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Why You Should Give Therapy a Try



I have been through my fair share of heartbreaking experiences in life. We all have. I have learned to cope. I have learned to shove things down -- painful things, messy things, hurtful words spoken to me, my own shortcomings­, etc. -- in order to survive.

We all learn to cope as a way of life. No one is exempt. Part of living this side of heaven simply means you will get hurt. You will hurt others. And life isn’t always fair. There isn’t always someone clear to blame. And if you’re like me, that is hard to grapple with.

For the longest time I have put off going to a therapist. I could think of a million excuses, but deep down inside I knew the biggest reason was I didn’t want to face my pain. I didn’t want to clean my closet. I didn’t want to acknowledge the skeletons.

Over years of practice, I have conditioned myself not to feel emotional pain or negative feelings. I have gotten very good at not getting hurt. But recently a multitude of right variables aligned­ -- finding a reputable, friend recommended therapist in-network with my insurance, my anxieties reaching an all-time high, not being able to fall asleep at night, my excuses getting just tired enough­ -- and I caved, and sent that overdue email to said therapist to see if they were possibly taking any new clientele.

I used to think therapy or counseling was only for people with mental illnesses, traumatic events happening in life or some sort of addiction. But the truth is, therapy is for us all. Therapy is for the person seeking to become more self-aware, emotionally healthy, and quit coping their way through life. 

I recently read a quote by the awesome Justin McRoberts: 

“Therapy is not for ‘weak’ people.

Therapy is for people who want to live into their strengths.

Therapy is not for ‘broken’ people.

Therapy is for people who want to live healed and whole.

Therapy is not for ‘sick’ people.

Therapy is for people who value their health.”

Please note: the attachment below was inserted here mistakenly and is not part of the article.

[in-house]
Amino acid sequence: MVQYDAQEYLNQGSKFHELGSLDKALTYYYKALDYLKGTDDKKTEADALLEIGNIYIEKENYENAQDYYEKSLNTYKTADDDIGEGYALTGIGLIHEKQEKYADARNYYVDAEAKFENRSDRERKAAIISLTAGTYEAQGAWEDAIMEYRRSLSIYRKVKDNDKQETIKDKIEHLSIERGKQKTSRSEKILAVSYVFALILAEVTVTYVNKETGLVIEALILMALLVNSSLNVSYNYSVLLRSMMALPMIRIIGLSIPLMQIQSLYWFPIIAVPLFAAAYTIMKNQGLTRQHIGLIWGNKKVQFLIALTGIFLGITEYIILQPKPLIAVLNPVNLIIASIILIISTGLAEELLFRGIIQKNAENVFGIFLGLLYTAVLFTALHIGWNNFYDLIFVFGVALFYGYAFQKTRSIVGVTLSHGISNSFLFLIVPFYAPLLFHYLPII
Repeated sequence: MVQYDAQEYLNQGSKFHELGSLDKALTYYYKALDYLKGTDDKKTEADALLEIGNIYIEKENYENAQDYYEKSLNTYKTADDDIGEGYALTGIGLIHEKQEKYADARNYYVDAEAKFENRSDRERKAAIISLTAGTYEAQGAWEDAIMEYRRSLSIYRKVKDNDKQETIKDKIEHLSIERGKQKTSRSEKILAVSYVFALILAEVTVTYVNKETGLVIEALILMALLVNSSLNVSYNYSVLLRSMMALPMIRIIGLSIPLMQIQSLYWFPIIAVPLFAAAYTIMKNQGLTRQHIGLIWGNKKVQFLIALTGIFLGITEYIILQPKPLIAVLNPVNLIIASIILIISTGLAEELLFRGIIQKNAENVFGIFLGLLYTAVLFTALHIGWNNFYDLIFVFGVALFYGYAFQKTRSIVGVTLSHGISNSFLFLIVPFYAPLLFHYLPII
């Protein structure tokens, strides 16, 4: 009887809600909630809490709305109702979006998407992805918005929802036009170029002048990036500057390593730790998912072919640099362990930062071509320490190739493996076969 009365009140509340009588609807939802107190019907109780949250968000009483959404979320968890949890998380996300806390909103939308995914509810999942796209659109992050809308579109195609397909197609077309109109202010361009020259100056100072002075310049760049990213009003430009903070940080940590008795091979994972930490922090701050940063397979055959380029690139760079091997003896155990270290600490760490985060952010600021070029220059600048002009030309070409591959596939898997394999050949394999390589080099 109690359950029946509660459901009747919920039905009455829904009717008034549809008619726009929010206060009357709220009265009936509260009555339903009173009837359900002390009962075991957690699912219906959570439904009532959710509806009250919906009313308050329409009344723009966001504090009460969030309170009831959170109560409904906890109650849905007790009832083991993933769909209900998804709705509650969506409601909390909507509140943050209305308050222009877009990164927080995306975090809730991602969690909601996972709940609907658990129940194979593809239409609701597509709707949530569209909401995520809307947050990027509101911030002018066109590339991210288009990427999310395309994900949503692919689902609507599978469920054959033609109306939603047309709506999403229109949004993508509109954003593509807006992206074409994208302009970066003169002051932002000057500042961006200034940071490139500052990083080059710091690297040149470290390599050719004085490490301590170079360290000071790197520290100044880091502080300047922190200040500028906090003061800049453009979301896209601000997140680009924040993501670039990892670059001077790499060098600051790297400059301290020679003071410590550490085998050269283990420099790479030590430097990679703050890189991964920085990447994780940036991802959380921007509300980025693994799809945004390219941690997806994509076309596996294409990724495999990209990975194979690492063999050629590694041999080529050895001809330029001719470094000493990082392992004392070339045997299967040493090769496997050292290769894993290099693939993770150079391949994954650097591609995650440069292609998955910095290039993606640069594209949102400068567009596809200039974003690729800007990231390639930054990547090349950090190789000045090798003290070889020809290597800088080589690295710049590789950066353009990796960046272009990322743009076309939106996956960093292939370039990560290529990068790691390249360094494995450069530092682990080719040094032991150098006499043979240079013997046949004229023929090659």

I love this idea of reframing the conversation around therapy and mental health. Removing the shame and the stigma of it will free all of us to enter into the journey of self-discovery. Who doesn’t want to “live into their strengths, live healed and whole, and value their own health?” When we reframe the conversation, we see therapy as a life-giving, healthy choice just as necessary as exercising, going to the dentist every 6 months or getting a physical every year. 

I have been shocked at how much therapy has changed heart and mind in such a short time. I am uncovering ways I have coped since childhood­ -- coping mechanisms that have created negative beliefs and behaviors I’ve wrestled with for years. Together, we are continually uprooting lies and collectively reshaping my perspective and identity based on truth. 

“THE PURPOSE IN A MAN'S HEART IS LIKE DEEP WATER, BUT A MAN OF UNDERSTANDING WILL DRAW IT OUT."

PROVERBS 20:5

The journey of sanctification is a hard one and should not be traveled alone. I have found that having a trusted counselor to dive deep with me into shameful, wounded places has made me braver and given me more clarity to be free from subconscious habits formed over years and years. It has given me a voice to speak out and fight for my freedom. And has gifted me with the confidence to walk with my shoulders back and head held high into the light.

Therapy truly is for everyone. It is for humans. Normal people, if there is such a thing. The playing field is level. And we all have hurt. We all have need. No one is exempt from pain on their journey. So, don’t walk it alone. Why not just give therapy a try.



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Rachel Denison writes to help others draw near to God in every season of life. She and her husband Craig live in Dallas with their two boys, and spend their days enjoying their kids, cooking, watching the Office, and leading worship together.


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